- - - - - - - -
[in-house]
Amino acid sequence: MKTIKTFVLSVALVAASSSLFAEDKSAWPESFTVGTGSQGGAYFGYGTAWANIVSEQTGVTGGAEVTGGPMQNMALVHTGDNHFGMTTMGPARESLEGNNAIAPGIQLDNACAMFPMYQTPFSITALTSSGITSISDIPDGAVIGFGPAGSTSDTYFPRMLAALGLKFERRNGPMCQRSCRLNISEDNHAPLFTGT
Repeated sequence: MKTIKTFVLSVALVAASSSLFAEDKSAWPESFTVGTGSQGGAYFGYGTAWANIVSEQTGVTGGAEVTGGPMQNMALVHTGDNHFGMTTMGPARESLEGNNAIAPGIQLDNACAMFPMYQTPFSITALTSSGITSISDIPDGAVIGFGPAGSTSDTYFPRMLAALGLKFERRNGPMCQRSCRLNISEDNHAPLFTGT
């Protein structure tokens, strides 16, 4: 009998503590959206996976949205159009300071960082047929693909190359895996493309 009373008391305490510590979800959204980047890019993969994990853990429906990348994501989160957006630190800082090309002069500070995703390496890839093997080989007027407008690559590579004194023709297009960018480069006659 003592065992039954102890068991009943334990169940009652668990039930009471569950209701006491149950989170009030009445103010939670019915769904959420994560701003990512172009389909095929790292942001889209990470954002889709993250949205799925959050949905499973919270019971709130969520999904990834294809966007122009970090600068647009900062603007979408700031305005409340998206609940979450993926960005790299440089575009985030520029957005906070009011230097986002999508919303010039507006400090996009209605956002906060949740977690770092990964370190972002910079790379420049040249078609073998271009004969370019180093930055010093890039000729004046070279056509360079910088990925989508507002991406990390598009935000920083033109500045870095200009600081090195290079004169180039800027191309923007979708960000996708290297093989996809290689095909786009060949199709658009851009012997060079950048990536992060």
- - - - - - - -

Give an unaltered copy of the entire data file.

[in-house]
Amino acid sequence: MKTIKTFVLSVALVAASSSLFAEDKSAWPESFTVGTGSQGGAYFGYGTAWANIVSEQTGVTGGAEVTGGPMQNMALVHTGDNHFGMTTMGPARESLEGNNAIAPGIQLDNACAMFPMYQTPFSITALTSSGITSISDIPDGAVIGFGPAGSTSDTYFPRMLAALGLKFERRNGPMCQRSCRLNISEDNHAPLFTGT
Repeated sequence: MKTIKTFVLSVALVAASSSLFAEDKSAWPESFTVGTGSQGGAYFGYGTAWANIVSEQTGVTGGAEVTGGPMQNMALVHTGDNHFGMTTMGPARESLEGNNAIAPGIQLDNACAMFPMYQTPFSITALTSSGITSISDIPDGAVIGFGPAGSTSDTYFPRMLAALGLKFERRNGPMCQRSCRLNISEDNHAPLFTGT
């Protein structure tokens, strides 16, 4: 009998503590959206996976949205159009300071960082047929693909190359895996493309 009373008391305490510590979800959204980047890019993969994990853990429906990348994501989160957006630190800082090309002069500070995703390496890839093997080989007027407008690559590579004194023709297009960018480069006659 003592065992039954102890068991009943334990169940009652668990039930009471569950209701006491149950989170009030009445103010939670019915769904959420994560701003990512172009389909095929790292942001889209990470954002889709993250949205799925959050949905499973919270019971709130969520999904990834294809966007122009970090600068647009900062603007979408700031305005409340998206609940979450993926960005790299440089575009985030520029957005906070009011230097986002999508919303010039507006400090996009209605956002906060949740977690770092990964370190972002910079790379420049040249078609073998271009004969370019180093930055010093890039000729004046070279056509360079910088990925989508507002991406990390598009935000920083033109500045870095200009600081090195290079004169180039800027191309923007979708960000996708290297093989996809290689095909786009060949199709658009851009012997060079950048990536992060």